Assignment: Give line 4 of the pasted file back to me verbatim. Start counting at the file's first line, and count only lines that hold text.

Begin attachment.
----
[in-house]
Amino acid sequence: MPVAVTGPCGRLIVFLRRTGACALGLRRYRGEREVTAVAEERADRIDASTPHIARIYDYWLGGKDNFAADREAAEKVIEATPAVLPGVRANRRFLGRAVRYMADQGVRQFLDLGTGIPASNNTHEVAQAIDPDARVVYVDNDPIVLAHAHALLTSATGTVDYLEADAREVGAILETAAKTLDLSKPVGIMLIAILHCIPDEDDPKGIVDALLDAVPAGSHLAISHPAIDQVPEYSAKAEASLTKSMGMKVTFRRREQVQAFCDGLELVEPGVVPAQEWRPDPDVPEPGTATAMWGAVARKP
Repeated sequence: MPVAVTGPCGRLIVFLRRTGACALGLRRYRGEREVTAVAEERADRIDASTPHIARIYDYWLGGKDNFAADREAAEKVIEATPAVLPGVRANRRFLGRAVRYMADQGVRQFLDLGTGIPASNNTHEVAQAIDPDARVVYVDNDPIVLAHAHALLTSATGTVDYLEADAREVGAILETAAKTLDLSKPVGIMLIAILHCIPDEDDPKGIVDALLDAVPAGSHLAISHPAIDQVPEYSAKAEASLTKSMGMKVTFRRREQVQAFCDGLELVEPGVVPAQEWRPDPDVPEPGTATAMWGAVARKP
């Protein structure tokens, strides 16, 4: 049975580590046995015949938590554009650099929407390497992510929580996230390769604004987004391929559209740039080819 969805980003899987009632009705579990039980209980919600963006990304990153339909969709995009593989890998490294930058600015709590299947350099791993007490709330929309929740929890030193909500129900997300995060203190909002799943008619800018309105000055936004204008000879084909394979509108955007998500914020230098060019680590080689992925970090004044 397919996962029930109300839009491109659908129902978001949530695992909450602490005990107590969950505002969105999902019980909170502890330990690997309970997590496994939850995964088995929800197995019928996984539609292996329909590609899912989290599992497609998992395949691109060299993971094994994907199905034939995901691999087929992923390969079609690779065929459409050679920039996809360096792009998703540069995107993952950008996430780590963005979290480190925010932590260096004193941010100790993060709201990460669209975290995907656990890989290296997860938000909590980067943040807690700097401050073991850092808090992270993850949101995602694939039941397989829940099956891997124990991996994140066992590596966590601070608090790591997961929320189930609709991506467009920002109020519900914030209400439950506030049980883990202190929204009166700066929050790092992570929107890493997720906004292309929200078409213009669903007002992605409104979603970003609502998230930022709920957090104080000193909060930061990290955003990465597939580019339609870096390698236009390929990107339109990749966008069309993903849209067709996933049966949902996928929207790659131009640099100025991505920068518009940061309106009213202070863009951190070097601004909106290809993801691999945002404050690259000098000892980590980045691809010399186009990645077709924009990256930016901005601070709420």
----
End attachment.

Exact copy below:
């Protein structure tokens, strides 16, 4: 049975580590046995015949938590554009650099929407390497992510929580996230390769604004987004391929559209740039080819 969805980003899987009632009705579990039980209980919600963006990304990153339909969709995009593989890998490294930058600015709590299947350099791993007490709330929309929740929890030193909500129900997300995060203190909002799943008619800018309105000055936004204008000879084909394979509108955007998500914020230098060019680590080689992925970090004044 397919996962029930109300839009491109659908129902978001949530695992909450602490005990107590969950505002969105999902019980909170502890330990690997309970997590496994939850995964088995929800197995019928996984539609292996329909590609899912989290599992497609998992395949691109060299993971094994994907199905034939995901691999087929992923390969079609690779065929459409050679920039996809360096792009998703540069995107993952950008996430780590963005979290480190925010932590260096004193941010100790993060709201990460669209975290995907656990890989290296997860938000909590980067943040807690700097401050073991850092808090992270993850949101995602694939039941397989829940099956891997124990991996994140066992590596966590601070608090790591997961929320189930609709991506467009920002109020519900914030209400439950506030049980883990202190929204009166700066929050790092992570929107890493997720906004292309929200078409213009669903007002992605409104979603970003609502998230930022709920957090104080000193909060930061990290955003990465597939580019339609870096390698236009390929990107339109990749966008069309993903849209067709996933049966949902996928929207790659131009640099100025991505920068518009940061309106009213202070863009951190070097601004909106290809993801691999945002404050690259000098000892980590980045691809010399186009990645077709924009990256930016901005601070709420």